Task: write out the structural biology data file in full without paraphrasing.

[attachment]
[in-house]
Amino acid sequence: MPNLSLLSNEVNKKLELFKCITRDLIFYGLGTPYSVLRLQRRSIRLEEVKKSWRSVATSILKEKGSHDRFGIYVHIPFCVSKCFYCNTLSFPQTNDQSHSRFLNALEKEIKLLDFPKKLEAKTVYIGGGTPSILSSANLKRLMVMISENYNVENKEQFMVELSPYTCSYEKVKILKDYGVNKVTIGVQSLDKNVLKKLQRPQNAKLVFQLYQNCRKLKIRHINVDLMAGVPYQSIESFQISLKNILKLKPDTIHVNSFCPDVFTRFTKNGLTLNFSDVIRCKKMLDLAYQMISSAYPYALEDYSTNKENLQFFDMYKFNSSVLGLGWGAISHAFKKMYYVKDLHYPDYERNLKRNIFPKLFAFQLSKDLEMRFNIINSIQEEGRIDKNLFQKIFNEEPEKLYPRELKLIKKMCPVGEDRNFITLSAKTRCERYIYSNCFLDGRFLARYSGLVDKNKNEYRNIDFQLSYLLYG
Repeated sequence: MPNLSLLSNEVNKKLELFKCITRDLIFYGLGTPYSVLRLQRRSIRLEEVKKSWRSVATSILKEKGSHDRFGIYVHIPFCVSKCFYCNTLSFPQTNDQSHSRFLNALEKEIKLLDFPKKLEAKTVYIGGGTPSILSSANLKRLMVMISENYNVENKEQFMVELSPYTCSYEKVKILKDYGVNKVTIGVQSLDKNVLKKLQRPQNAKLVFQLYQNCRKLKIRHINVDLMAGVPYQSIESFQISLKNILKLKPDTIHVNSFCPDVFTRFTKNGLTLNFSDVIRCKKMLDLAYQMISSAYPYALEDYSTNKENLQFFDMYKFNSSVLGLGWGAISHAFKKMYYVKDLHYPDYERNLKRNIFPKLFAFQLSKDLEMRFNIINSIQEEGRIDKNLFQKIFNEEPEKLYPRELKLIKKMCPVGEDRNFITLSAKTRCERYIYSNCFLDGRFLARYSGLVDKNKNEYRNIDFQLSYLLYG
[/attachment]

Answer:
[in-house]
Amino acid sequence: MPNLSLLSNEVNKKLELFKCITRDLIFYGLGTPYSVLRLQRRSIRLEEVKKSWRSVATSILKEKGSHDRFGIYVHIPFCVSKCFYCNTLSFPQTNDQSHSRFLNALEKEIKLLDFPKKLEAKTVYIGGGTPSILSSANLKRLMVMISENYNVENKEQFMVELSPYTCSYEKVKILKDYGVNKVTIGVQSLDKNVLKKLQRPQNAKLVFQLYQNCRKLKIRHINVDLMAGVPYQSIESFQISLKNILKLKPDTIHVNSFCPDVFTRFTKNGLTLNFSDVIRCKKMLDLAYQMISSAYPYALEDYSTNKENLQFFDMYKFNSSVLGLGWGAISHAFKKMYYVKDLHYPDYERNLKRNIFPKLFAFQLSKDLEMRFNIINSIQEEGRIDKNLFQKIFNEEPEKLYPRELKLIKKMCPVGEDRNFITLSAKTRCERYIYSNCFLDGRFLARYSGLVDKNKNEYRNIDFQLSYLLYG
Repeated sequence: MPNLSLLSNEVNKKLELFKCITRDLIFYGLGTPYSVLRLQRRSIRLEEVKKSWRSVATSILKEKGSHDRFGIYVHIPFCVSKCFYCNTLSFPQTNDQSHSRFLNALEKEIKLLDFPKKLEAKTVYIGGGTPSILSSANLKRLMVMISENYNVENKEQFMVELSPYTCSYEKVKILKDYGVNKVTIGVQSLDKNVLKKLQRPQNAKLVFQLYQNCRKLKIRHINVDLMAGVPYQSIESFQISLKNILKLKPDTIHVNSFCPDVFTRFTKNGLTLNFSDVIRCKKMLDLAYQMISSAYPYALEDYSTNKENLQFFDMYKFNSSVLGLGWGAISHAFKKMYYVKDLHYPDYERNLKRNIFPKLFAFQLSKDLEMRFNIINSIQEEGRIDKNLFQKIFNEEPEKLYPRELKLIKKMCPVGEDRNFITLSAKTRCERYIYSNCFLDGRFLARYSGLVDKNKNEYRNIDFQLSYLLYG